Native Advertising should be viewed as a form of high-quality content marketing that offers relevant information to interested readers in a relevant context. Content consumers – voters – would still always rather be offered Native Ads to engage with rather than bombarded with obnoxious display/banner ads. Let’s not forget that only 0.05% of users click on banner ads (SmartInsights) at all, as rising distrust has led users to ignore them completely – a phenomenon now dubbed “Banner Blindness.”

Read more: Elizabeth Warren Brings Ad Buying In-House

Context is Everything

Native Ad engagement thrives when the ads are placed on contextually-relevant sites. So, yes, a political ad targeted to a viewer on a site where they are reading about new Fall boots to buy will seem creepy, but placed on a page of a news site discussing the upcoming election or last night’s debate will seem relevant. Relevant contextual placement, or contextual optimization, catches the consumer when they are already seeking more information, all but guaranteeing engagement. When consumers are already seeking new information, they will welcome more content to engage with.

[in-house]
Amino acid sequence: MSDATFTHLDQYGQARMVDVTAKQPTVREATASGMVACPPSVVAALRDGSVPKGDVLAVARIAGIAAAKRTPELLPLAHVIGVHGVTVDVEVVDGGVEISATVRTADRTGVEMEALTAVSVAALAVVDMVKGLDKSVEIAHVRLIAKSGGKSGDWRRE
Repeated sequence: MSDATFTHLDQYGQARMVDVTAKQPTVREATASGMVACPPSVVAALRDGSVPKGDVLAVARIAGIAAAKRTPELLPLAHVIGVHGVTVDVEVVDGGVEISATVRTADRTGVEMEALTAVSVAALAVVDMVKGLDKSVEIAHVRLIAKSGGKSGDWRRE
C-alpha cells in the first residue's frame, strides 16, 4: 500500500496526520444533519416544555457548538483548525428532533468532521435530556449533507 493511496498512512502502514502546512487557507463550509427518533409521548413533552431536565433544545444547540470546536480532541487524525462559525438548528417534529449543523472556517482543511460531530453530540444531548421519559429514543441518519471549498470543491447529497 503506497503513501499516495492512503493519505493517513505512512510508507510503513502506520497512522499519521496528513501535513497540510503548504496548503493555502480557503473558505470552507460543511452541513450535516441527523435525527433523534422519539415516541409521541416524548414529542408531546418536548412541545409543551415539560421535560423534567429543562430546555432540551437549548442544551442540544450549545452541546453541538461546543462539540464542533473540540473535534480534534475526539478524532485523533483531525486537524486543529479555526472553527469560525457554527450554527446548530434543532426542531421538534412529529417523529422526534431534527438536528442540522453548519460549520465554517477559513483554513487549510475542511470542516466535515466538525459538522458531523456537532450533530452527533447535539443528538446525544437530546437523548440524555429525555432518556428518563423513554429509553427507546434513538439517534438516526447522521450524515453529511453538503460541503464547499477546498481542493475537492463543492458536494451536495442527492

Read more: Context: The Answer for Ad Placement

This all begs the question: how innovative is the advertising plan for political candidates, from the local to the national level? What kinds of content do voters trust and what are they less likely to read? Which formats and placements are the most appealing and which will bring the most engagement? Only time will tell.